Friday night, the game was at night at Phoenix Municipal. I got to the parking lot at 4:45 pm, 15 minutes before the gates to the park opened. I bought a new spring training hat in the shop (open from the outside). When the gates opened, I moseyed over to the BBQ, held in a fenced-off grassy area over by left field.
The folks at the BBQ were very friendly. We kind of had to be, as we all had to share the limited number of tables. As soon as others joined me, the gentleman with the old A’s cap in front of me immediately started in, telling me about the site where the Oakland Coliseum is today. “I worked for EBMUD back then. EBMUD sold that spot to the Oakland A’s back in 1966.” I don’t remember much about what he told me; there was so much noise around with the Boosters talking and the music from the live band next door, it was hard to hear. Something about the Coliseum’s lower levels being below 22 feet sea level.
The woman next to me – I’m guessing she was close to 80, as her husband will celebrate that mark in a year – told me she keeps score for every A’s game, even the away games. “I do it over the radio,” she said proudly. “Whenever my family wants to give me gifts, I tell them to give me score cards. You know, it takes 7 books to get through an entire year.”
When our table got up to go through the BBQ line, we were disappointed. They were out of beans. They were out of potato chips, mustard, catsup -- well, most things except for hot dogs and hamburgers. The seniors were starting to get angry (as angry as they get, murmurring in the crowd). The server when I was up there was murmurring, too -- about how much seniors eat. "The beans are all gone," he said, shaking his head and talking to nobody in particular. "These people -- they eat too many beans." Candi worked with the caterer, who promised to come up with more food in a hurry (but not beans, because, as we know, "the beans are all gone"). Finally the A's coordinator came up to talk with her. He explained to her that they hadn't expected to run out of food only halfway through the line. "Hey, these people can eat!" she told me later that she explained it all to him. "Have you ever seen my mother at a banquet? She brings her own doggie bag." She said she didn't want to piss off these people and lose the Boosters' $18 tickets and all the other perks they give us, so she tread lightly. The servers finally brought over all the brownies and grapes from the A's pre-game meal, but by then almost all of us had gone to the game. (The food was available from the A's because the players had to go to the game, too!)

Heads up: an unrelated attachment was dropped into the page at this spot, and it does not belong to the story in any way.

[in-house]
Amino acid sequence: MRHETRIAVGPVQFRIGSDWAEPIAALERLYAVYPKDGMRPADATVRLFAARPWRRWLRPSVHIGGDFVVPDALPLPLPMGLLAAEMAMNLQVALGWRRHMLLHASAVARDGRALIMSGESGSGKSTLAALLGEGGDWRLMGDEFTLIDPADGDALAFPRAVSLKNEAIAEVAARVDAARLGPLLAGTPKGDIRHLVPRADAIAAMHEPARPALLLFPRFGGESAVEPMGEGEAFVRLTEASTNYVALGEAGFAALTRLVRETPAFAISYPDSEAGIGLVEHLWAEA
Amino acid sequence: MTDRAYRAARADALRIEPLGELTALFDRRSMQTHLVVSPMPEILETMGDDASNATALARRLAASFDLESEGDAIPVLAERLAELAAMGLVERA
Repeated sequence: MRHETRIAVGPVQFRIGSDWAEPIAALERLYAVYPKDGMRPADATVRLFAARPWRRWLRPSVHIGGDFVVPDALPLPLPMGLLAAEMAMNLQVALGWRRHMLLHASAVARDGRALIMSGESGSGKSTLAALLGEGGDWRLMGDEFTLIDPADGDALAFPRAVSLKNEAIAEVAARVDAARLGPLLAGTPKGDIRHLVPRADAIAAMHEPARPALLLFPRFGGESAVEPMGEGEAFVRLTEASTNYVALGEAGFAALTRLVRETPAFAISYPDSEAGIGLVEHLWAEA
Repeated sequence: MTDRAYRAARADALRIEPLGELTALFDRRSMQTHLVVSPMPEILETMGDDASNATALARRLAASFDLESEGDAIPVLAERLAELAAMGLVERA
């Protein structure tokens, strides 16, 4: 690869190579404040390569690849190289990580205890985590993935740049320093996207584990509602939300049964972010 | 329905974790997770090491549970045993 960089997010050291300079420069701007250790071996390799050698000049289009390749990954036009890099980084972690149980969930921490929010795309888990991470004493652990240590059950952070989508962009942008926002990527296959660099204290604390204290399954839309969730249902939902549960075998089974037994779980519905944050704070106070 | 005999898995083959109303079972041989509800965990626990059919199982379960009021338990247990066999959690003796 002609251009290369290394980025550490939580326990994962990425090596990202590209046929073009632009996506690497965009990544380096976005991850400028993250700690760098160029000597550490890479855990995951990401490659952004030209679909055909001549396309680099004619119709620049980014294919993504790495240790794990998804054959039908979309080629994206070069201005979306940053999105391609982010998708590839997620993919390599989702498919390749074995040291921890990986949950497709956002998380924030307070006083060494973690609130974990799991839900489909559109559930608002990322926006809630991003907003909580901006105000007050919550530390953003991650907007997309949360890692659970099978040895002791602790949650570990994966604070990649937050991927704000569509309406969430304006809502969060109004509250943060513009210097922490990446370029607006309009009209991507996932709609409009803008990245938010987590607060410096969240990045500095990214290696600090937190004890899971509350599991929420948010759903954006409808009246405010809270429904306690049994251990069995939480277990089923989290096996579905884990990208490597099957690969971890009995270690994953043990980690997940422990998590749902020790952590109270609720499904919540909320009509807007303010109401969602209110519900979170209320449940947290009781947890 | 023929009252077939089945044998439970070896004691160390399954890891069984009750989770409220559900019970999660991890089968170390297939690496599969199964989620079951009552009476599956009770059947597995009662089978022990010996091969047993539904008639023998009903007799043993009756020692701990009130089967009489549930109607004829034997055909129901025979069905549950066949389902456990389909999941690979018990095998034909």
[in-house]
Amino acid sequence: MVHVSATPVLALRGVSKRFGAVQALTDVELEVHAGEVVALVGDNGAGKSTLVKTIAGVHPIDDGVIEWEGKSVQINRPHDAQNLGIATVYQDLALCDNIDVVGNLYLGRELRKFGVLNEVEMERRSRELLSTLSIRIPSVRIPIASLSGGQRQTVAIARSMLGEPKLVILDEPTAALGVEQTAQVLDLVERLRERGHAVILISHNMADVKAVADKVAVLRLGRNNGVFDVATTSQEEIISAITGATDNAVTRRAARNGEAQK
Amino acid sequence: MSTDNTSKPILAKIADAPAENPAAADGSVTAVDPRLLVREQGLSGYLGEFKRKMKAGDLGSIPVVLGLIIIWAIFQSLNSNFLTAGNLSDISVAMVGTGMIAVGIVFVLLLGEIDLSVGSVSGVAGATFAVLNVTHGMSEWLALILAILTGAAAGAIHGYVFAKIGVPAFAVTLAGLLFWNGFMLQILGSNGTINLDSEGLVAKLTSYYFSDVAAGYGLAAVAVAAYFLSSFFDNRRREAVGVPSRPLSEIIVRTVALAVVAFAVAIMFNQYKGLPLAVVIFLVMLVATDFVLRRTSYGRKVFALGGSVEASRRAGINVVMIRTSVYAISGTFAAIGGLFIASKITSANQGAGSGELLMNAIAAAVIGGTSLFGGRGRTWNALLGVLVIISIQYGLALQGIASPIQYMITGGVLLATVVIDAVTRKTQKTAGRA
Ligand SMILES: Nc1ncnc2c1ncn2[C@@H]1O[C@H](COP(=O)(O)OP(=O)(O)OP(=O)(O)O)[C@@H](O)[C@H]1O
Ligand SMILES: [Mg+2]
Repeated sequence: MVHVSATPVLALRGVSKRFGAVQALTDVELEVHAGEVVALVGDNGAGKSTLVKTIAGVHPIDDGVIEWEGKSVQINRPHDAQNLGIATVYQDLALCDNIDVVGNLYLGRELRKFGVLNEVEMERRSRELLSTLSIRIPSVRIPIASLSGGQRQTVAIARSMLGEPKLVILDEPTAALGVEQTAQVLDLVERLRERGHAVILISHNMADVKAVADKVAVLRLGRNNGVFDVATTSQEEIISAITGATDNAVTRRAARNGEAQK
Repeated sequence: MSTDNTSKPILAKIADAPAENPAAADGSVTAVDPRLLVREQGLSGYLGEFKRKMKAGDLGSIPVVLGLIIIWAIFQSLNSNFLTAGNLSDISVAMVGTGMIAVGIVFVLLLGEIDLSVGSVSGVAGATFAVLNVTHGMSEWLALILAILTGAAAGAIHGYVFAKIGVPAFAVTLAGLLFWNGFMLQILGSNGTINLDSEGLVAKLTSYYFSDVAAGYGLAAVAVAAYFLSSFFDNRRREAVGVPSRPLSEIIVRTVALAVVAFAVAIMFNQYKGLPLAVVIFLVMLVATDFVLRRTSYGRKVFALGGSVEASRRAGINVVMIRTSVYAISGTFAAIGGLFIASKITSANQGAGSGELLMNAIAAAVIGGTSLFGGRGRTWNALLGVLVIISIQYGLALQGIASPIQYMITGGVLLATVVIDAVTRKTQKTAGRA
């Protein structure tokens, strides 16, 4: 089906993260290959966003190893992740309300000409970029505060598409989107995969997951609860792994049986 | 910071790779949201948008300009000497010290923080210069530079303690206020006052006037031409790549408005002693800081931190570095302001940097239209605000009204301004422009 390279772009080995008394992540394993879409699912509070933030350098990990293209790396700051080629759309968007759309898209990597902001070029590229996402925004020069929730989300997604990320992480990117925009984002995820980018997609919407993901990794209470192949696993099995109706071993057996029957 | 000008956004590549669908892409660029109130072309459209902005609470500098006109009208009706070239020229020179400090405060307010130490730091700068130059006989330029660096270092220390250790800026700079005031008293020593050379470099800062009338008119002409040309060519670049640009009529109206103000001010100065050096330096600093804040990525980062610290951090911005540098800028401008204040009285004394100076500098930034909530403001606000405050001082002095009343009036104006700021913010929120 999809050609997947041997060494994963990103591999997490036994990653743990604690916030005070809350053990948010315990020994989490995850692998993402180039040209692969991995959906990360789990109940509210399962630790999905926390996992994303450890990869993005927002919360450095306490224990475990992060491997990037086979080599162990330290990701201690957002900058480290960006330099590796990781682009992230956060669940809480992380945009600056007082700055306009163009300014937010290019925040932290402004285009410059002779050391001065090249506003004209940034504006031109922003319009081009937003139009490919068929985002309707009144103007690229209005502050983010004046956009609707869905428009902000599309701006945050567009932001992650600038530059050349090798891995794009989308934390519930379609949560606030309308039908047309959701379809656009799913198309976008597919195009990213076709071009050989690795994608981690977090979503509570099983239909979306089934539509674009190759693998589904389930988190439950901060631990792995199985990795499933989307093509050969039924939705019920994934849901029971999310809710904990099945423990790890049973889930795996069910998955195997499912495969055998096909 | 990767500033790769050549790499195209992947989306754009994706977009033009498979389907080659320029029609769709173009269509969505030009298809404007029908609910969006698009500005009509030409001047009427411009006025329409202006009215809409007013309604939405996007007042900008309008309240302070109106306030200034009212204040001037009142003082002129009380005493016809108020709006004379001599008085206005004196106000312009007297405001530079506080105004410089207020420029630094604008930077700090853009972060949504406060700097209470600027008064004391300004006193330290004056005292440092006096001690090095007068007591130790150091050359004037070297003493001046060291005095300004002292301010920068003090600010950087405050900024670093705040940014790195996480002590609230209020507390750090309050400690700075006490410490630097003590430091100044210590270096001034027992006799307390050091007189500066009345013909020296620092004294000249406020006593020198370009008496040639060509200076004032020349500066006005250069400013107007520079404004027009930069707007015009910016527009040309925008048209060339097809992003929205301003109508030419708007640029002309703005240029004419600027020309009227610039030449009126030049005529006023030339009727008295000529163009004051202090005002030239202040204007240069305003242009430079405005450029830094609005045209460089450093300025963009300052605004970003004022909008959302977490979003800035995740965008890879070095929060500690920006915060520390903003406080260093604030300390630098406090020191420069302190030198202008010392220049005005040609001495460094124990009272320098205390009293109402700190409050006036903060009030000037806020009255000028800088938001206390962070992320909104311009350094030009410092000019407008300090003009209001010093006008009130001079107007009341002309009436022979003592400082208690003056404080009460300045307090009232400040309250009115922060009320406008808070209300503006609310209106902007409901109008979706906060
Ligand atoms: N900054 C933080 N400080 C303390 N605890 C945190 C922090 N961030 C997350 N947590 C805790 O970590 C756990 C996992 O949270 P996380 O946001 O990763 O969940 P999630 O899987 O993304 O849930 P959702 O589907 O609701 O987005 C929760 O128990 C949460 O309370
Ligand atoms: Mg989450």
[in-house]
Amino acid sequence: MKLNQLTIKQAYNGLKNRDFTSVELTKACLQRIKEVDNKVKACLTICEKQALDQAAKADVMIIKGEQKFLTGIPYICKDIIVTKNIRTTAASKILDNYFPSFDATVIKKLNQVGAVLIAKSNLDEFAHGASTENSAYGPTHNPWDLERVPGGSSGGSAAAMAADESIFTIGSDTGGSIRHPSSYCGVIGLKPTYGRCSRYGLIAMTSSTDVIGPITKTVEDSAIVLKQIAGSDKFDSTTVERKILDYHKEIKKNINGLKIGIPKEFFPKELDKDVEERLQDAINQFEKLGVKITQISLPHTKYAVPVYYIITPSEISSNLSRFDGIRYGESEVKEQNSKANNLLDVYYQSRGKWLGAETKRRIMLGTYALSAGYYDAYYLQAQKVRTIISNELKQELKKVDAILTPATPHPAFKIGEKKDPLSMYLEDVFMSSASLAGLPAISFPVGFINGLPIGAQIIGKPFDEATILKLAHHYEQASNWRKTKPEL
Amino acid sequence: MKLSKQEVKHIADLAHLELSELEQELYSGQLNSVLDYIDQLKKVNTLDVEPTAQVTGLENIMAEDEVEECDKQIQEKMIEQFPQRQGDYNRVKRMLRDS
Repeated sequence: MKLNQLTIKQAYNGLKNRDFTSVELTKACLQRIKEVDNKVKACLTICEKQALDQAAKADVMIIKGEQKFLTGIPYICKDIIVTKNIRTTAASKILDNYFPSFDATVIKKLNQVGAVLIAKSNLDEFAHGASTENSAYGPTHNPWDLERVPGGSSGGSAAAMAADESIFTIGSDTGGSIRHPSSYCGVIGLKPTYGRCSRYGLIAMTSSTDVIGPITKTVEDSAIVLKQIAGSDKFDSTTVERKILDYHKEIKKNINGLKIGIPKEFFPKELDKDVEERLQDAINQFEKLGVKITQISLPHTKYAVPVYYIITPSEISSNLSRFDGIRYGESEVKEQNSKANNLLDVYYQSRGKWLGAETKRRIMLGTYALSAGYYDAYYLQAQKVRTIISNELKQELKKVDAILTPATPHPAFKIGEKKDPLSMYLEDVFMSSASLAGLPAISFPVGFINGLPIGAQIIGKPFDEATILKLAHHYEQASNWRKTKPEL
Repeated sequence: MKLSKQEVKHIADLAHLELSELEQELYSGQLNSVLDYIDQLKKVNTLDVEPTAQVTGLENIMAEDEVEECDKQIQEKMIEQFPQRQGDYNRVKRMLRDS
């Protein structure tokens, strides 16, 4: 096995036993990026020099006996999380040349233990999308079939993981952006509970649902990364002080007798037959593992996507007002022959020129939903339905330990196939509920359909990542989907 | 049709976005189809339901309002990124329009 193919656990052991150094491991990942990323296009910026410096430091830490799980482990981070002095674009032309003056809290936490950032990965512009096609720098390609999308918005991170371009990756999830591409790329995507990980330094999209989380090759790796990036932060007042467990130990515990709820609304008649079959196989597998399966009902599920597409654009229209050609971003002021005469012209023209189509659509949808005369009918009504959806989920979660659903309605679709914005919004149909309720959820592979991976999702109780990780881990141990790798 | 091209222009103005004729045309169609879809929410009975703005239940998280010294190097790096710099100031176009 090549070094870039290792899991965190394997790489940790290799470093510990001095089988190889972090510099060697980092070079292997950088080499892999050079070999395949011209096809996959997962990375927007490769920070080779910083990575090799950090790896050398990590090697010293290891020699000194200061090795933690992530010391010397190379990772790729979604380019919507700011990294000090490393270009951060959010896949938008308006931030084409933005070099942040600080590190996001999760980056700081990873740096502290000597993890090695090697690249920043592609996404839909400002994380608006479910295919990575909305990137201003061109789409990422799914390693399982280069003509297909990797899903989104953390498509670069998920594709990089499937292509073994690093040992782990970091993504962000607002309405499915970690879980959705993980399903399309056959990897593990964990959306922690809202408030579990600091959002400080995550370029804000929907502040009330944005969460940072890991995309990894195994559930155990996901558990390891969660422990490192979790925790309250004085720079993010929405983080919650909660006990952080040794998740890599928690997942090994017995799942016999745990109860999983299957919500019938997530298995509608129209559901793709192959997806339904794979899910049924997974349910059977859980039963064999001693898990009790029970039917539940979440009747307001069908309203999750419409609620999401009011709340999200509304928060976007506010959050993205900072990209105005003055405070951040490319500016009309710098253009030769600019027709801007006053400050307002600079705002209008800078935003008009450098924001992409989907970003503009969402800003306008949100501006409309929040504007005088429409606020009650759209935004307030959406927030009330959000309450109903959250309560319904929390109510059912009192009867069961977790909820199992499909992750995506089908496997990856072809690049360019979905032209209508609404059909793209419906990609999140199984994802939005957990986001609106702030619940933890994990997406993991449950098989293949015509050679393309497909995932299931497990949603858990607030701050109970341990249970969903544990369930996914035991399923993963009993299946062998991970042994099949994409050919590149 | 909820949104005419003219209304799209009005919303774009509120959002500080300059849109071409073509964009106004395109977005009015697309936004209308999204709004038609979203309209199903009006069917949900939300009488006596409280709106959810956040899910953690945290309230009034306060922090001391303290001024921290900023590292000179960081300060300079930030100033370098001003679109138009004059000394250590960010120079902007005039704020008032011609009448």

I must admit that I left every game early, either because I was too hot, too tired, or I had to go to the airport (twice). Every time it looked like I was leaving, the people around me would frown and question me. While spring training urges a laidback attitude, apparently that doesn’t apply to attending the games. I would arrive two hours early before every game to be assured of parking and observe the players on the field as they loosened up, but I didn’t get any points for that among this tough crowd.
On this particular night (Friday), pitcher Barry Zito, the ace of the A's squad, did not look sharp. He gave up hit after hit. While it's hard to tell if Barry was working on something, it's tough not to be worried that Uncle Charlie (his nasty curveball) is suddenly hittable.
On Saturday morning, after my friend Val flew in to join me in one game for Spring Training, we drove to Hohokam for the A's vs. the Cubs. Hohokam Park is in Mesa, Arizona, a good 10 miles southeast of Phoenix. I’m sure there’s lots to see in Mesa, but when you’re standing in the stadium there, there doesn’t seem to be anything surrounding the place for miles. Just brownish-red mesas and blue skies. The park itself is 9 years old, has a little underground passageway behind the grandstand, a cool place to shop for souvenirs. And almost all the souvenirs were Cubs-related. LOTS of Cubbie fans strolling around. And you’d never know this was a spring training game, a game where not much mattered. The Cubs fans were out in their colors, and cheering on their team. The Cubs ended up winning this game, 1 – 0, in a pitching duel.
Rich Harden of the Oakland A’s looked particularly sharp, giving way in the fifth inning for Jay Witasick. Rich’s pitches were rarely even hit; very few balls had to be fielded. The A’s hitters couldn’t do much against the Cubs pitcher, flailing away at breaking ball pitches or trying to catch up to a steaming fastball.
I did get my first glimpse of Milton Bradley. Milton took his whacks, but ended up walking most of the time. That showed me that he wasn’t above the A’s philosophy, and as long as he could get on base, even in spring training when he’s working on his swing, he’d be satisfied. Marco Scutaro put in his first appearance since his injury (in the four days I have been in Phoenix), and looked fine. Bobby Kielty appears to be over his injury as well, and, although he didn’t get any hits, he did flag down a few tough fly balls.